Mr. Pili, in explanation, stated, that he had been milunderstood by the hon. Member. He seemed to conceive that he was for the recommitment of ihe bill, whereas he was againit it. Whatever the principle of the hon. Gentleman's absence was, if he had been in his place he would have seen that ine clauses which he wished to introduce, were not now wanting from any deficiency on his part in proposing them, but from his inability to persuade the House to adopt them.

Mr: 11 indhan rose, he said, to trespass on the attention of the House but for a few moments, alihough before he came down to his place that day he meant to enter very much at lengih into the meriis and sendency of the volunteer system, and particularly to reprobate two clauses which had found their way into the bill under consideration, and which excit. ed his altonithinent in common with that of every man who valued good faith and justice towards the volunteers. Those clauses, however, having been abandoned by the framers of the bill, and the discussion having taken a turn extremely fingular in this page of the proceeding, à discullion which would more properly belong to a Coinmittee, he felt that he could not enter upon the consideration of the general measure without great disadvantages. He therefore waved for the present the full delivery of his opinions upon the subject, the more particularly as he could not bit observe that the attention of the House was nearly exhausted. He, however, could not forbear to say, in contradiction to the sentimenis of the learned Gentleman on the Treasury Bench, that he cona ceived it quite impoflible to investigate the merits of the voluna teer systein, which comprehended above three fourths of the public force, without also taking a view of the other means of our defence, 10 ascertain how far those means were core respondent to each other, and calculated to act cificaciously together. This was a question, in his judgment, of infinite importance, and demanding the molt attentive inquiry, inasmuch as it was the commencement of a system, the effects of which would grow on us every day, for the more we advanced in such a Gruation, the more difficuli it would be to change; and, therefore, the farther we proceeded, the stronger would the argument become which was relied upon so much that night, namely, ihat we had gone too far to recede. {For this reason it was his anxious desire, that we (hould stop, as soon as possible, the progress of a system so defective, so radically inelhcient. When arguing against this system, he withed to correct an error that seemed to prevail in the minds of some Gontlemen, that he and others whicined with him meant that the volunteers should be disbanded. Nothing could be more erroneous ihan this idea, for on the contrary, the principal objections which he and the Gentlemen with whom he adied had to this measure, and which he hoped would not be confidered inconfifteni, were there, that it would produce the diffolution of the greater part of the volunieers, Shile it would go to render the volunieer sy em permanent. - With respect to the motion immediately be ore the lirufe, he would admit the juítce of the sum ik, thal new clauses mighi be proposed and adopted without recomnoining the bill; but yet he was for going into the Comunistec, od for this plain reason, ihal a Committee was the natural and proA a 2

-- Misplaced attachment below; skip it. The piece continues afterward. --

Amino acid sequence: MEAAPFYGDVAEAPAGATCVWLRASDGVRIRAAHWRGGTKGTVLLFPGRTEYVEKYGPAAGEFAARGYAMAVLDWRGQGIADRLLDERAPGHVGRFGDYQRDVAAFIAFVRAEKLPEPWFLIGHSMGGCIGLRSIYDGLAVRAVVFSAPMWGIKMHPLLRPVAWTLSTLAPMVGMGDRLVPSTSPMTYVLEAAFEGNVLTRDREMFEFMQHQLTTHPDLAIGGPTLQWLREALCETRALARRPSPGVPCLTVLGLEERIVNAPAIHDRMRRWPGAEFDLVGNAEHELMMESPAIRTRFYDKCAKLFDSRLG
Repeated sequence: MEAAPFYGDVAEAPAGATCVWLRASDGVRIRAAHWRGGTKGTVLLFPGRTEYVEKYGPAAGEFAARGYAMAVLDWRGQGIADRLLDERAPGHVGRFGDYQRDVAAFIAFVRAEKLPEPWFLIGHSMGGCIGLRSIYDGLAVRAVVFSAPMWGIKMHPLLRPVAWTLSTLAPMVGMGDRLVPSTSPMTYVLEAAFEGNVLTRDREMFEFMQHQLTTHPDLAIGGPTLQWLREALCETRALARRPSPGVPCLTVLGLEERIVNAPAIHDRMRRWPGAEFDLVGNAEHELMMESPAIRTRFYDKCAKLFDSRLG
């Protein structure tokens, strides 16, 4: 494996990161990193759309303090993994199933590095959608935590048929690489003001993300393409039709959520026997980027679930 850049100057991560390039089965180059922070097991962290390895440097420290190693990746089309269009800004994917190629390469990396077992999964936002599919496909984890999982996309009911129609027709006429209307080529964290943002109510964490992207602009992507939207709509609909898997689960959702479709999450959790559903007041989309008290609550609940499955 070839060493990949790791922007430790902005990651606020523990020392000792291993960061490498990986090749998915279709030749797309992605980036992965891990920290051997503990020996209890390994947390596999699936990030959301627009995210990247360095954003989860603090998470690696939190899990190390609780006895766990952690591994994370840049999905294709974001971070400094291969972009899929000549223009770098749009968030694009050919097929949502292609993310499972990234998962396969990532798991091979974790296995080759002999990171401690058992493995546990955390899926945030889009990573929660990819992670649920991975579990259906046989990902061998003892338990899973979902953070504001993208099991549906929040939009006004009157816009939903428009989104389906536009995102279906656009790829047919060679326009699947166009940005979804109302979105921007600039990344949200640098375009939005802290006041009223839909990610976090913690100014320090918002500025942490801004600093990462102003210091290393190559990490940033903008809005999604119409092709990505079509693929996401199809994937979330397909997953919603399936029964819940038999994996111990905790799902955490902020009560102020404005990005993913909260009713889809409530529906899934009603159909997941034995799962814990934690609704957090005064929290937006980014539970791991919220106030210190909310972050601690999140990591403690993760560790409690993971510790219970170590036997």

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per place to discuss such clauses. An hon. Gentleman (Mr. Sheridan ad urged that it was unnecessary to go into the Com as Ministers bad manifested such candour as left

doubt of their readiness to accede to any necessary amendment that might be proposed in this stage of the bill, and ihe hon. Gentleman had taken occasion to observe, that it was

wonder that candour in a Minister should excite surprise in the House, as the quality was rather new ; but nigh' it not be the case, as he suspected it was, that the fusprisc which the hon. Gentleman perceived in the House, did not arise from the circumstance thai candour was a new qua. liry in a Minister, but that such a compliment from such a quarter was new ? not the fact stated, but the stater provoked the general Emile upon which the hon. Gentleman had remarked. The hon Gentleman, however, had probably experienced such candour in his Majesty's Ministers, in return for the candour which he had shewn toward them for some time back, as justified, in his mind, the compliments he appeared so strongly disposed to pay them. Reverting to the motion before the House, Mr. Windham stared, that in order that the imperfections of the measure might as far as pollible be diminished, he would vote for the recommittal.

Colonel Bastard mainiained that the volunteer system did not militare so much as its adversaries asserted against the progress of the ballot for the militia, &c. As a proof of this, he stated that in the militia of the county to which he belonged (Devon), where volunteer corps were very numerous, The regiment of militia was not only complete, but had many supernumeraries, although not more than ten guineas bounty had ever been given ; and he was confident that if any men were wanting for that body, they could be had from among the volunteers themselves, whose spirit, zeal, and military habiis naturally disposed them to enter, if necessary, into regular military service. With respect to the efficacy of the volunteers for the defence of the couniry, he referred to the speech of that gallant officer, that high mi-. litary authorily, Earl Moira, wo declared at the Highland Society a few days fince, that with the volunteer force of Scotland, combined with the few regular troops in that country, he would undertake to defend it against any allack of the enemy. This opinion, with that ot many other general officers of high character, was quite sufficient to satisfy his mind of the fallacy of the objections fo often urged against the utility and itrength of the volunteers. As lo ihe